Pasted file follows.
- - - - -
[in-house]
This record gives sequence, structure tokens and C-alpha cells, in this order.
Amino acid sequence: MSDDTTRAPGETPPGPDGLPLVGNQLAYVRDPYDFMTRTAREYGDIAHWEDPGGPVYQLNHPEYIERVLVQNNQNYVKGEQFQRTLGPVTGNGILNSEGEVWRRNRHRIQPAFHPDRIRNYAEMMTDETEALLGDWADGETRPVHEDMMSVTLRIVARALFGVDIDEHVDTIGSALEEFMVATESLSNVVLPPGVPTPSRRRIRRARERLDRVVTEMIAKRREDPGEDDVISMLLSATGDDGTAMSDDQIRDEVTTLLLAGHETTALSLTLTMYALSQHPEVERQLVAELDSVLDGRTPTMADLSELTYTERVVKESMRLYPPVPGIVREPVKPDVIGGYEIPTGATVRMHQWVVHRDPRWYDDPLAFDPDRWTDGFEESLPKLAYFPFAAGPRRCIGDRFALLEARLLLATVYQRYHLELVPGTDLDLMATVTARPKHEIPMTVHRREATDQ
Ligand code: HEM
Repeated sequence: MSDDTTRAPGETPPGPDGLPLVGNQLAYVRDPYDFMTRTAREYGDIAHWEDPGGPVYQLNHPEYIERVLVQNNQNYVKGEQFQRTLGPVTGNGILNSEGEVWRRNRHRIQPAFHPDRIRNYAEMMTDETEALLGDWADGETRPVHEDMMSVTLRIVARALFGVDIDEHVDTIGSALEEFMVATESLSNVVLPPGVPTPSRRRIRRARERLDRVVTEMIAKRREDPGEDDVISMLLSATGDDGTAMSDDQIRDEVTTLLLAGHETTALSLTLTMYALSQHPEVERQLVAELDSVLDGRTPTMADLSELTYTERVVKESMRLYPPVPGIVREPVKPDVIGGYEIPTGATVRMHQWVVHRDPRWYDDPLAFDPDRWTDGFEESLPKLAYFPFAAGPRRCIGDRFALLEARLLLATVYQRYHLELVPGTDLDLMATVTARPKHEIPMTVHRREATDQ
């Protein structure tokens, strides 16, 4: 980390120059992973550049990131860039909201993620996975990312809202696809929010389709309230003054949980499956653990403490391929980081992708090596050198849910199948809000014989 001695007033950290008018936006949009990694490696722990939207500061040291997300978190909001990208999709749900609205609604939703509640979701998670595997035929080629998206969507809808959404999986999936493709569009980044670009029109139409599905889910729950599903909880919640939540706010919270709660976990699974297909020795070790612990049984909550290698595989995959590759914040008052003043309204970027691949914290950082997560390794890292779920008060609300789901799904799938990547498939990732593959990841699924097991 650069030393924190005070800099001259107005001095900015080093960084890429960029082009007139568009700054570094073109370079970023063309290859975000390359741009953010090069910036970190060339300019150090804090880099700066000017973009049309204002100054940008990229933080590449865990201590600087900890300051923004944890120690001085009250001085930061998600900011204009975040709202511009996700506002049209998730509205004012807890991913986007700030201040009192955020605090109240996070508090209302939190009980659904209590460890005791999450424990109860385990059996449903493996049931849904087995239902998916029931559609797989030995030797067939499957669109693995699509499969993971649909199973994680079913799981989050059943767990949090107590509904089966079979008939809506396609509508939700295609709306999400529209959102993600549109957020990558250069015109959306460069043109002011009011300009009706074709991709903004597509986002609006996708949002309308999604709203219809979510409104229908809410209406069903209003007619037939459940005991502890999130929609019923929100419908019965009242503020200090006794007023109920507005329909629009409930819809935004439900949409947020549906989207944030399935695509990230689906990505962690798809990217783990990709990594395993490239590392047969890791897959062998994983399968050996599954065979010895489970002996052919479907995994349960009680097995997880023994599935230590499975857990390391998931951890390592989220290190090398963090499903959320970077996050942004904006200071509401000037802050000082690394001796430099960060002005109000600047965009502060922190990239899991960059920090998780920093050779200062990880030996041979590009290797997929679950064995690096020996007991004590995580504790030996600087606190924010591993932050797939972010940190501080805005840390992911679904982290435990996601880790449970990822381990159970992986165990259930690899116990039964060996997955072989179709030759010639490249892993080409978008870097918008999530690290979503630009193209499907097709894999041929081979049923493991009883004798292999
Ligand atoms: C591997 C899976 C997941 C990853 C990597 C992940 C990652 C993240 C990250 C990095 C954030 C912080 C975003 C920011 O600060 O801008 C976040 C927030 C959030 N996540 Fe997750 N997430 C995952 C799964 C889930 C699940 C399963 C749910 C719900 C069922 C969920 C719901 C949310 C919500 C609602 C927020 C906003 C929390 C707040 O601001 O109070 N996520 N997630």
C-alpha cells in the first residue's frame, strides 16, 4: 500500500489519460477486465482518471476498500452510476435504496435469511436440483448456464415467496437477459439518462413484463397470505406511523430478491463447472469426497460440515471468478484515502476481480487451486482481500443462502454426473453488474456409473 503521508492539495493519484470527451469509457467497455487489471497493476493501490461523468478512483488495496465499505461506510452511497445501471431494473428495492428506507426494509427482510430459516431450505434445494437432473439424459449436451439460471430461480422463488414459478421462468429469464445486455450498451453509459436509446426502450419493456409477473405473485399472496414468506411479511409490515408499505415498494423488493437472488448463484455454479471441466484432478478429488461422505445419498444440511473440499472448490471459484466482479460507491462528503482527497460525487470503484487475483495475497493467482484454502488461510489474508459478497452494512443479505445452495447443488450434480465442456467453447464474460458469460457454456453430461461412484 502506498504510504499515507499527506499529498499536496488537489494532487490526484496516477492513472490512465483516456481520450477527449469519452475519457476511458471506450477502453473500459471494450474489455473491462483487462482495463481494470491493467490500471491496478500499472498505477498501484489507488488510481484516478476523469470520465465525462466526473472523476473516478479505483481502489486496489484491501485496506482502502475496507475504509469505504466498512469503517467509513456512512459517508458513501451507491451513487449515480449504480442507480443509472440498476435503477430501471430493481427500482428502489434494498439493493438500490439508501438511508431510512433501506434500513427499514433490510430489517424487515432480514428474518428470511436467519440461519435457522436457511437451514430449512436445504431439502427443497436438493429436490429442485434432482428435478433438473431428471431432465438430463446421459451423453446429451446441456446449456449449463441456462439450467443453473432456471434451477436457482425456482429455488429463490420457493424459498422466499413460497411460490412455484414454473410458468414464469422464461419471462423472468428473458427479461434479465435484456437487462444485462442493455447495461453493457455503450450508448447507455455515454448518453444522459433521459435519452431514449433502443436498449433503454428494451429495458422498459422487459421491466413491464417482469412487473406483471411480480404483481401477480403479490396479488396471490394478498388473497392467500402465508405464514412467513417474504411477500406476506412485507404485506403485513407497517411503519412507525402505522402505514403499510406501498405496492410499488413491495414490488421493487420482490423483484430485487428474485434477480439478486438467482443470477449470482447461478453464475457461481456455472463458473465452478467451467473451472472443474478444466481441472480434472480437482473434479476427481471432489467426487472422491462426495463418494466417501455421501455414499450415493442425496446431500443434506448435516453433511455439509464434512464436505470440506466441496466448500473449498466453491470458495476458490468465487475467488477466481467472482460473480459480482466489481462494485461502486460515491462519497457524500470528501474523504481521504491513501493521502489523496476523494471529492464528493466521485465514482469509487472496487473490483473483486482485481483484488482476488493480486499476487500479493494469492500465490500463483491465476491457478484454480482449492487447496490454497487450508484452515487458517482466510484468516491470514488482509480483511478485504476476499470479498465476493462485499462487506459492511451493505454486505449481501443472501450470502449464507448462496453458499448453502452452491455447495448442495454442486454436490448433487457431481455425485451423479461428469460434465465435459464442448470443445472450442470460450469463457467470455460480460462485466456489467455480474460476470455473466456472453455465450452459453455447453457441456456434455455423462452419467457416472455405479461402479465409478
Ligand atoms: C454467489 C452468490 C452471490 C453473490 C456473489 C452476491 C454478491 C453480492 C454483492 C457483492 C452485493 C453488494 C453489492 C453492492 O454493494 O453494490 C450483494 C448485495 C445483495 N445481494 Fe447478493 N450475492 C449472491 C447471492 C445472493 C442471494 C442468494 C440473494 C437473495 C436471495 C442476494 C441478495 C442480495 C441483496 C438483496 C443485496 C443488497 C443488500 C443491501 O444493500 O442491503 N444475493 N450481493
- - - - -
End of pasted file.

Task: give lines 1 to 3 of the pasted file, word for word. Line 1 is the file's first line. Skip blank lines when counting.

[in-house]
This record gives sequence, structure tokens and C-alpha cells, in this order.
Amino acid sequence: MSDDTTRAPGETPPGPDGLPLVGNQLAYVRDPYDFMTRTAREYGDIAHWEDPGGPVYQLNHPEYIERVLVQNNQNYVKGEQFQRTLGPVTGNGILNSEGEVWRRNRHRIQPAFHPDRIRNYAEMMTDETEALLGDWADGETRPVHEDMMSVTLRIVARALFGVDIDEHVDTIGSALEEFMVATESLSNVVLPPGVPTPSRRRIRRARERLDRVVTEMIAKRREDPGEDDVISMLLSATGDDGTAMSDDQIRDEVTTLLLAGHETTALSLTLTMYALSQHPEVERQLVAELDSVLDGRTPTMADLSELTYTERVVKESMRLYPPVPGIVREPVKPDVIGGYEIPTGATVRMHQWVVHRDPRWYDDPLAFDPDRWTDGFEESLPKLAYFPFAAGPRRCIGDRFALLEARLLLATVYQRYHLELVPGTDLDLMATVTARPKHEIPMTVHRREATDQ